A dented mailbox marked “Cain” wobbled in the wind, and a rusty cattle guard stretched between two gateposts. Ricky stopped talking. All Eli heard was the whine of the wind and the tree branches rubbing together. The two boys followed the road that curved back into the trees, walking so close their elbows almost touched.
Ahead, a frame house perched crookedly on pier and beam. Held together by little more than peeling paint and scraggly vines, it sagged with neglect. Not far away, a barn listed to one side, its doors wide open. No light burned in the house, and no animals sheltered in the barn.
“Everything looks deserted,” Ricky said. “That’s weird. Why would anyone pay to have a security light if they--”
Eli didn’t wait to hear the end of Ricky’s sentence. He saw a rusty tractor parked next to the barn and ran to see if it had any gas.
“What’s that awful smell?” Ricky’s words exploded through the silence like a shotgun. He gagged and pulled the neck of his tee shirt up over his nose.
Eli jumped like he was stung. “Stop bellowing, will you? I can hear you just fine.”
“I can’t breathe. Stinks worse than when the possum crawled under Grandma’s house and died.”
Eli thought Ricky was exaggerating until he got a strong whiff. “Something smells like it’s been dead a long, long time.”
“What could it-” A sudden noise vibrated the night air. This time they both jumped.
“What was that?” Ricky’s voice dropped to a hoarse whisper.
“Loose shingle, maybe?” The rickety old structure creaked and groaned every time the wind changed directions.
“Maybe we should start walking back.”
“We’ve come this far. Why turn around?” Eli fumbled around in the dark for the gas cap and worked it loose. Gas fumes filled his nose. “Look for a hose and a container, so we can siphon some gas. Then, cross your fingers and hope there’s enough to do some good.”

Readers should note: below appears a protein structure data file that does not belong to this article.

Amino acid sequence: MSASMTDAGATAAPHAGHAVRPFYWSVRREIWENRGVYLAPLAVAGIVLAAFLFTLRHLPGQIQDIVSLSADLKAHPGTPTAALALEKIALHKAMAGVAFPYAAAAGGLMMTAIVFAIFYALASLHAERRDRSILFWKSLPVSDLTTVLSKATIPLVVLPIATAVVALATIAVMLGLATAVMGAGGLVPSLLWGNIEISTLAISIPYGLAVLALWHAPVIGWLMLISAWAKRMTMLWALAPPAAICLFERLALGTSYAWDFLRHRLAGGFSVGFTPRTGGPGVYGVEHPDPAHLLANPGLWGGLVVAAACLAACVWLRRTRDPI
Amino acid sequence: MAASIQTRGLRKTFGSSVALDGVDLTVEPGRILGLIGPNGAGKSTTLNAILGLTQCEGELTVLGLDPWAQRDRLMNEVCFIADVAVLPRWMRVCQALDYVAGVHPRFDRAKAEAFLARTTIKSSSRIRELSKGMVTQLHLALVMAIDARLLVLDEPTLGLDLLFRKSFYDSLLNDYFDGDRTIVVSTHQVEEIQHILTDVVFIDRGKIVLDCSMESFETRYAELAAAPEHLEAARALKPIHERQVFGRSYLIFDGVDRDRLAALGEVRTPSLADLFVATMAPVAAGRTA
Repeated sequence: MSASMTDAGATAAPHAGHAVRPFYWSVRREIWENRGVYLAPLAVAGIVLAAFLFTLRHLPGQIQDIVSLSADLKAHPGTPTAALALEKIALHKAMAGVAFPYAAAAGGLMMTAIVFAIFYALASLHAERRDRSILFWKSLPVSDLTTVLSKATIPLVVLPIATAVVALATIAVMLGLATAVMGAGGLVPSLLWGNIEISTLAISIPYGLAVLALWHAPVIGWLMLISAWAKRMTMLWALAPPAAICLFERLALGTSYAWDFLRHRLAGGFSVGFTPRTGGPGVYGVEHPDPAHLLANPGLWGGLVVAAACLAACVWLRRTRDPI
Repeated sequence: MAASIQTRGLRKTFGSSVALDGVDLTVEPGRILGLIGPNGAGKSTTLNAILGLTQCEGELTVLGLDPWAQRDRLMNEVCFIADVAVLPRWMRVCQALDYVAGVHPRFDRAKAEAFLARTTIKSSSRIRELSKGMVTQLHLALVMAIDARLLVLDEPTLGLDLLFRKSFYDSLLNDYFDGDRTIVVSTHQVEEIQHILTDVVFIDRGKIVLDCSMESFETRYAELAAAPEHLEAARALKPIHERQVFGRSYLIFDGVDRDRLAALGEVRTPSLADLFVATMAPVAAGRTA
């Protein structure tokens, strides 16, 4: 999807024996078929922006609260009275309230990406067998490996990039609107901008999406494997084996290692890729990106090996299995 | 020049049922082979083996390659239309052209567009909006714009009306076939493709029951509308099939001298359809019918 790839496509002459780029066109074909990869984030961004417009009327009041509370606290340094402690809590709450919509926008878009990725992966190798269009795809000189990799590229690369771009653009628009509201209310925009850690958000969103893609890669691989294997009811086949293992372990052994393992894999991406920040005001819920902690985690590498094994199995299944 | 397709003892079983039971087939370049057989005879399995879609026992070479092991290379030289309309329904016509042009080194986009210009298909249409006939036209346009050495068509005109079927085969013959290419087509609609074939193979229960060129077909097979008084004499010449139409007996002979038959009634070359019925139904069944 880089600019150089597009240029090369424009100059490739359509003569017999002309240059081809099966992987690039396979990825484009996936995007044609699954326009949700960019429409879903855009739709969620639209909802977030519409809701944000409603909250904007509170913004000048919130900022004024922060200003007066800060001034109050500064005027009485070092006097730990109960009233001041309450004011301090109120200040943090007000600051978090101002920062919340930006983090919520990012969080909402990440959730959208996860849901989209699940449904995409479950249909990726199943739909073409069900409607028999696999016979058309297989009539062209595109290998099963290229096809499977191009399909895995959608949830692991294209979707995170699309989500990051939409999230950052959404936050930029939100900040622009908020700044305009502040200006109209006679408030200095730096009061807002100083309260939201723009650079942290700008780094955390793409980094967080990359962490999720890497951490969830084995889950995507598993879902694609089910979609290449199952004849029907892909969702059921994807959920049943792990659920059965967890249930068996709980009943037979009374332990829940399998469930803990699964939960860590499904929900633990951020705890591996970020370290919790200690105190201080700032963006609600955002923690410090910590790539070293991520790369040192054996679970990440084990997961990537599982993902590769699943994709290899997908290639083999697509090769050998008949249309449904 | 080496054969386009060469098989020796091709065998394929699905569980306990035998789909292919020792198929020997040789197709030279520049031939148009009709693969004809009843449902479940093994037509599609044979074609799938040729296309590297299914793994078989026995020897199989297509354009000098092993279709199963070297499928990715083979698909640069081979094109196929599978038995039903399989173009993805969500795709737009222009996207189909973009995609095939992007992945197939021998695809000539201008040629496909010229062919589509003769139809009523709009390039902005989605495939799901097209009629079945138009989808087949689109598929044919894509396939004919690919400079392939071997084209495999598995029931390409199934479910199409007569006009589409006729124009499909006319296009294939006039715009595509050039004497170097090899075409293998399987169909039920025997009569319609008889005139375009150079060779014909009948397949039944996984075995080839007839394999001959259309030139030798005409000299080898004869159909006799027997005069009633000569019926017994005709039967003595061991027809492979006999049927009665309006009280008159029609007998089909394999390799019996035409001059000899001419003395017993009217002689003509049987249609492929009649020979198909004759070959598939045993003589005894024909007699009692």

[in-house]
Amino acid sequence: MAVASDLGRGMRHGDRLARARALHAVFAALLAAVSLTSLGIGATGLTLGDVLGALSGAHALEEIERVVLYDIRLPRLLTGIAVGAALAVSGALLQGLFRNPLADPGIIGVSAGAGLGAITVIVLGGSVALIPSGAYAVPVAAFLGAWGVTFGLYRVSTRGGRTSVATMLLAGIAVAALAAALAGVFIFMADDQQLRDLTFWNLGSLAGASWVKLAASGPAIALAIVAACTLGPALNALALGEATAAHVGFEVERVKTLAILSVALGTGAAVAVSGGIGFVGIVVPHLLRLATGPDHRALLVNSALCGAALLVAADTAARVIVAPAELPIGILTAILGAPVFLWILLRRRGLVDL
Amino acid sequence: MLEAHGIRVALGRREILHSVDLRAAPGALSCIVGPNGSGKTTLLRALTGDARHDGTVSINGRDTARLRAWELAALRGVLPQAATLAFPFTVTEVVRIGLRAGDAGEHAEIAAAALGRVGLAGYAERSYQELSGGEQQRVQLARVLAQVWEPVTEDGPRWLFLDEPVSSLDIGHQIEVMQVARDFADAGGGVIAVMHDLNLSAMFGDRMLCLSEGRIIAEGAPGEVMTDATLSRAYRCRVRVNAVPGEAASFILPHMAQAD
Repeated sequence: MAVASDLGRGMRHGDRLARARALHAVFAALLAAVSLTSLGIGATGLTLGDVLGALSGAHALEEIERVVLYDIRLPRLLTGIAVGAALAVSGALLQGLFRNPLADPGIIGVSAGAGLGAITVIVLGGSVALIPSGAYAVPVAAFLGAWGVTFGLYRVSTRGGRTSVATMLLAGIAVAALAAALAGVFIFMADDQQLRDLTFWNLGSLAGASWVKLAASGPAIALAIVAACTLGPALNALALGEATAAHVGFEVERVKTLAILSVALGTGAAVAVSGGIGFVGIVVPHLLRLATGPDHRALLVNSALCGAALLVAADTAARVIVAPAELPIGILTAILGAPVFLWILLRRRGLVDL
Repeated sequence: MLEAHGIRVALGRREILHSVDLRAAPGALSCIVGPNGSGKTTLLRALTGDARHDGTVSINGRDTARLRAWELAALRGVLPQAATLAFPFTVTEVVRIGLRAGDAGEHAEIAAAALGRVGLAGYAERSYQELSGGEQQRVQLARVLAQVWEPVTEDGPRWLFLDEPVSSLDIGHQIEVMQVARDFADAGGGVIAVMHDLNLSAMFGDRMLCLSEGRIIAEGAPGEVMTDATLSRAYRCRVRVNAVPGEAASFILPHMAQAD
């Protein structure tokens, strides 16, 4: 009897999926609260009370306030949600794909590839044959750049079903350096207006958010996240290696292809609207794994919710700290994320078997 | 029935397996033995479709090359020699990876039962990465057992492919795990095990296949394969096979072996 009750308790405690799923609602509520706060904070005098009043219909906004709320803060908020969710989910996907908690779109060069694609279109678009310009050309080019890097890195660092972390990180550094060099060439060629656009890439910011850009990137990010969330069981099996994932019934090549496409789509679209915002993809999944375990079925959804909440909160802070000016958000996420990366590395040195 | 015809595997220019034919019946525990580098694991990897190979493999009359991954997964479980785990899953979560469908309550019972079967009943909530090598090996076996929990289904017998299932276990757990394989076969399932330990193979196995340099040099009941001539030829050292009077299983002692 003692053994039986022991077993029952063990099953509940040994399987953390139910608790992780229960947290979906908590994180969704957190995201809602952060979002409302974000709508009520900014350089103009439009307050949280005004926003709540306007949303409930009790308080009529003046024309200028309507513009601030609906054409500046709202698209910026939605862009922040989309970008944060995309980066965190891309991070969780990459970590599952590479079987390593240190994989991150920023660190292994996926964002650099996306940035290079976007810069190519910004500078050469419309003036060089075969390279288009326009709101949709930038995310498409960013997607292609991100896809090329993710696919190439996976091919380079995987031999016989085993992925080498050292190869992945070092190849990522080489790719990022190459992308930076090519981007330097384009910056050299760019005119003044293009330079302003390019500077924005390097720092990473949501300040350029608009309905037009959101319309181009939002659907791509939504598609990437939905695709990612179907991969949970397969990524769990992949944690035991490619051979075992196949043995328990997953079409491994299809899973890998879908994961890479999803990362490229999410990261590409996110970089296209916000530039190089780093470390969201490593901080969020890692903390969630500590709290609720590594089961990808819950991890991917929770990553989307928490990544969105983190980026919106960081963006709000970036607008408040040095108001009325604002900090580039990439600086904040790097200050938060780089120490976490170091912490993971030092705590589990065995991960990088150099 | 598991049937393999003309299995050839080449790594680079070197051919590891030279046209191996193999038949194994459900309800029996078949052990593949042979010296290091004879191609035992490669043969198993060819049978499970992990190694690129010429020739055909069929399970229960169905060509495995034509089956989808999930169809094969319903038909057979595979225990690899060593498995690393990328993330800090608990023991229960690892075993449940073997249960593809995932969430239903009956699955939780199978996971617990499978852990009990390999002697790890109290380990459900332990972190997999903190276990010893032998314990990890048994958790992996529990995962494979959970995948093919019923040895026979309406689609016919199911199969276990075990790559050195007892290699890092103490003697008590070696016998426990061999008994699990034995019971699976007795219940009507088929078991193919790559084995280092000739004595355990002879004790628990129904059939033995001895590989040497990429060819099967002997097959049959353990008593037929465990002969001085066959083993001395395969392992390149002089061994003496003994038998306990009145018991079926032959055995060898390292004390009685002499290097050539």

“Maybe this ain’t such a good idea, after all.”
“What are you saying?”
“Well, whoever owns this place might not like us helping ourselves.”
“Do you see anyone around to ask?” Eli got up in Ricky’s face. “Tell you what. While I’m working on this, why don’t you go on up to the house, and see if you can find someone to ask?”
Ricky paled under his freckles. “B--but, what’ll I do if they come to the door with a gun?”
“You better talk fast.” Eli bent down to dig through an old wooden crate underneath the tractor. He knew Ricky was scared. But he didn’t care. It’s his fault we’re out here in the first place.
Eli’s fingers closed around a length of rubber tubing. If it wasn’t rotten, it might work. Beside it, he found a gallon jug. He set it on the ground next to the tractor, pushed one end of the tubing inside, the other in the tank and held his breath until liquid began to trickle into the container.
Ricky’s reluctant steps had taken him to the bottom of the tilting porch. He ran his hands down the side of his jeans before he climbed the steps and tapped on the door. “Hello? Is anybody home?” He sounded like a nervous door to door salesman, reluctant to give up his last chance of the day to make a transaction. Only silence answered. He cleared his throat and knocked a little louder.